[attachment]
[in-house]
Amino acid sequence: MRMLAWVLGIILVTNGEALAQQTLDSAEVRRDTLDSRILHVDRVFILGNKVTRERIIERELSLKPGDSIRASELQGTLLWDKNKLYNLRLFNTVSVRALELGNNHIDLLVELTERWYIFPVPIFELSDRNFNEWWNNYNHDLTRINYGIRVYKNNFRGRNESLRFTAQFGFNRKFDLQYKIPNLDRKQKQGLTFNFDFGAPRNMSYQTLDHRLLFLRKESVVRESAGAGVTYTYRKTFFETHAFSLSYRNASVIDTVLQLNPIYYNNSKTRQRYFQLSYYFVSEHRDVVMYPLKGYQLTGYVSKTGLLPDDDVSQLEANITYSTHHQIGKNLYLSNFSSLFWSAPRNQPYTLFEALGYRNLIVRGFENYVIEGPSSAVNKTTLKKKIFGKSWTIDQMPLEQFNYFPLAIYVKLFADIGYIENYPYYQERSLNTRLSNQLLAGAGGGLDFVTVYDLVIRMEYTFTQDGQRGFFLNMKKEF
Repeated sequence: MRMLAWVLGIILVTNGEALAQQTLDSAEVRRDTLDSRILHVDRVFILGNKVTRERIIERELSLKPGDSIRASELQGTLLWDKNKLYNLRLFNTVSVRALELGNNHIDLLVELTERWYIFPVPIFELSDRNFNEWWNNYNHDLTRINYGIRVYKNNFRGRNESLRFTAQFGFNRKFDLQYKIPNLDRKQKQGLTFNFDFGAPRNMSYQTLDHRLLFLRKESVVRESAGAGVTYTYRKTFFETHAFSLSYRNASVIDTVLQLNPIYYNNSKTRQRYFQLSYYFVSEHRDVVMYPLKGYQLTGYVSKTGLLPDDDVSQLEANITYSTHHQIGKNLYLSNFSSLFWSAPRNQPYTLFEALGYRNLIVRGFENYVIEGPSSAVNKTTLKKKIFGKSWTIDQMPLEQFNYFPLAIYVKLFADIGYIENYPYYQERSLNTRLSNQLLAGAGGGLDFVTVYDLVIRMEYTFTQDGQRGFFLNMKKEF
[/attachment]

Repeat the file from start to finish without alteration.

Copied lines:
[in-house]
Amino acid sequence: MRMLAWVLGIILVTNGEALAQQTLDSAEVRRDTLDSRILHVDRVFILGNKVTRERIIERELSLKPGDSIRASELQGTLLWDKNKLYNLRLFNTVSVRALELGNNHIDLLVELTERWYIFPVPIFELSDRNFNEWWNNYNHDLTRINYGIRVYKNNFRGRNESLRFTAQFGFNRKFDLQYKIPNLDRKQKQGLTFNFDFGAPRNMSYQTLDHRLLFLRKESVVRESAGAGVTYTYRKTFFETHAFSLSYRNASVIDTVLQLNPIYYNNSKTRQRYFQLSYYFVSEHRDVVMYPLKGYQLTGYVSKTGLLPDDDVSQLEANITYSTHHQIGKNLYLSNFSSLFWSAPRNQPYTLFEALGYRNLIVRGFENYVIEGPSSAVNKTTLKKKIFGKSWTIDQMPLEQFNYFPLAIYVKLFADIGYIENYPYYQERSLNTRLSNQLLAGAGGGLDFVTVYDLVIRMEYTFTQDGQRGFFLNMKKEF
Repeated sequence: MRMLAWVLGIILVTNGEALAQQTLDSAEVRRDTLDSRILHVDRVFILGNKVTRERIIERELSLKPGDSIRASELQGTLLWDKNKLYNLRLFNTVSVRALELGNNHIDLLVELTERWYIFPVPIFELSDRNFNEWWNNYNHDLTRINYGIRVYKNNFRGRNESLRFTAQFGFNRKFDLQYKIPNLDRKQKQGLTFNFDFGAPRNMSYQTLDHRLLFLRKESVVRESAGAGVTYTYRKTFFETHAFSLSYRNASVIDTVLQLNPIYYNNSKTRQRYFQLSYYFVSEHRDVVMYPLKGYQLTGYVSKTGLLPDDDVSQLEANITYSTHHQIGKNLYLSNFSSLFWSAPRNQPYTLFEALGYRNLIVRGFENYVIEGPSSAVNKTTLKKKIFGKSWTIDQMPLEQFNYFPLAIYVKLFADIGYIENYPYYQERSLNTRLSNQLLAGAGGGLDFVTVYDLVIRMEYTFTQDGQRGFFLNMKKEF